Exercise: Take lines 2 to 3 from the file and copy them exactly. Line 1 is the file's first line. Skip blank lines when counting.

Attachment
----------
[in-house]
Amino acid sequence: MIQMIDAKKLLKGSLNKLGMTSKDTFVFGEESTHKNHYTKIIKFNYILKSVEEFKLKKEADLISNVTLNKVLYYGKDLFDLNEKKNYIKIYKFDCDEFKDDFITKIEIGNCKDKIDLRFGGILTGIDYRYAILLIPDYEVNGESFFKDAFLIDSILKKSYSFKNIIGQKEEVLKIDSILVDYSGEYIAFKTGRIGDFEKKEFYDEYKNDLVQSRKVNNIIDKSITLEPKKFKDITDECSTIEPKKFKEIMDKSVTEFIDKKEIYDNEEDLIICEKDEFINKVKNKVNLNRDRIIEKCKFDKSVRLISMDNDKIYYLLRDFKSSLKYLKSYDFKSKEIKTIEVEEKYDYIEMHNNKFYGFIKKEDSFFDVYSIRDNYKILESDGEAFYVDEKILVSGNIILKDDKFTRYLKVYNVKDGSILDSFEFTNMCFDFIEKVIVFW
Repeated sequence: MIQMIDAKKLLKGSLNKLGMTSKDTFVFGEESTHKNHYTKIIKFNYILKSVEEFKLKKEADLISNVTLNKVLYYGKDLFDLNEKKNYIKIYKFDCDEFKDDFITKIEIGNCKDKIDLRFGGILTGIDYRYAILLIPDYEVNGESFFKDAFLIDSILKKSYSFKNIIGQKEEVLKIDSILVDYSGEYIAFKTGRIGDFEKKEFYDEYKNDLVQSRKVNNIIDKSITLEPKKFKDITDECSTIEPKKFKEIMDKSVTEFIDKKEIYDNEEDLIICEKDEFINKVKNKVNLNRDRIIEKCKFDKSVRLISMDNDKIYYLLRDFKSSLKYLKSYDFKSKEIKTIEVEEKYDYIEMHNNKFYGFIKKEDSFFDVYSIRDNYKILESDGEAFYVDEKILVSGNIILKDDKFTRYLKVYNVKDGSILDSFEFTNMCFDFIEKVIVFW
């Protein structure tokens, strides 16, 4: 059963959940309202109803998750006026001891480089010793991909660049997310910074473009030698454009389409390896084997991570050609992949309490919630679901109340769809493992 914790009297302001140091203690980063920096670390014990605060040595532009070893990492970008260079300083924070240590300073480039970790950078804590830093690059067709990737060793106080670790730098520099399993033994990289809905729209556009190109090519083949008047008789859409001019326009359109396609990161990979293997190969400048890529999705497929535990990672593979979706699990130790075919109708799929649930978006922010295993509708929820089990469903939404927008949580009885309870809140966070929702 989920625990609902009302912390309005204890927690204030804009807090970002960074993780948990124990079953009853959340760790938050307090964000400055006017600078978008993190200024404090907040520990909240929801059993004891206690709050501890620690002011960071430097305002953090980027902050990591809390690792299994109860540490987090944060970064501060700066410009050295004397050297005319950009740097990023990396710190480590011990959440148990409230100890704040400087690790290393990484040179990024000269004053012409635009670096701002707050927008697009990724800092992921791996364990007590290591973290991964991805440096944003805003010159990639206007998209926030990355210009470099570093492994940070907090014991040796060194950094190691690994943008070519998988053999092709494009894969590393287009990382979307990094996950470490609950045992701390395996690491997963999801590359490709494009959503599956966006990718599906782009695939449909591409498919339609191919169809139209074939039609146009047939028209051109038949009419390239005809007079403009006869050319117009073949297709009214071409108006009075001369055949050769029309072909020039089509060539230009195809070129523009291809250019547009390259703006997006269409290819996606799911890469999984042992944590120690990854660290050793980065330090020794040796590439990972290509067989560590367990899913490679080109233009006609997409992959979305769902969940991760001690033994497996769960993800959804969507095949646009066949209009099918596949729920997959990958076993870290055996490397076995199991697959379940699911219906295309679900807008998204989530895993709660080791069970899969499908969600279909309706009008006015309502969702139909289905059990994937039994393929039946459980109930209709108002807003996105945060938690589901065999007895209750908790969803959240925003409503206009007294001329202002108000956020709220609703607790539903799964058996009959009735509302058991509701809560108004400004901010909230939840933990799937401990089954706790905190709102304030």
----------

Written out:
Amino acid sequence: MIQMIDAKKLLKGSLNKLGMTSKDTFVFGEESTHKNHYTKIIKFNYILKSVEEFKLKKEADLISNVTLNKVLYYGKDLFDLNEKKNYIKIYKFDCDEFKDDFITKIEIGNCKDKIDLRFGGILTGIDYRYAILLIPDYEVNGESFFKDAFLIDSILKKSYSFKNIIGQKEEVLKIDSILVDYSGEYIAFKTGRIGDFEKKEFYDEYKNDLVQSRKVNNIIDKSITLEPKKFKDITDECSTIEPKKFKEIMDKSVTEFIDKKEIYDNEEDLIICEKDEFINKVKNKVNLNRDRIIEKCKFDKSVRLISMDNDKIYYLLRDFKSSLKYLKSYDFKSKEIKTIEVEEKYDYIEMHNNKFYGFIKKEDSFFDVYSIRDNYKILESDGEAFYVDEKILVSGNIILKDDKFTRYLKVYNVKDGSILDSFEFTNMCFDFIEKVIVFW
Repeated sequence: MIQMIDAKKLLKGSLNKLGMTSKDTFVFGEESTHKNHYTKIIKFNYILKSVEEFKLKKEADLISNVTLNKVLYYGKDLFDLNEKKNYIKIYKFDCDEFKDDFITKIEIGNCKDKIDLRFGGILTGIDYRYAILLIPDYEVNGESFFKDAFLIDSILKKSYSFKNIIGQKEEVLKIDSILVDYSGEYIAFKTGRIGDFEKKEFYDEYKNDLVQSRKVNNIIDKSITLEPKKFKDITDECSTIEPKKFKEIMDKSVTEFIDKKEIYDNEEDLIICEKDEFINKVKNKVNLNRDRIIEKCKFDKSVRLISMDNDKIYYLLRDFKSSLKYLKSYDFKSKEIKTIEVEEKYDYIEMHNNKFYGFIKKEDSFFDVYSIRDNYKILESDGEAFYVDEKILVSGNIILKDDKFTRYLKVYNVKDGSILDSFEFTNMCFDFIEKVIVFW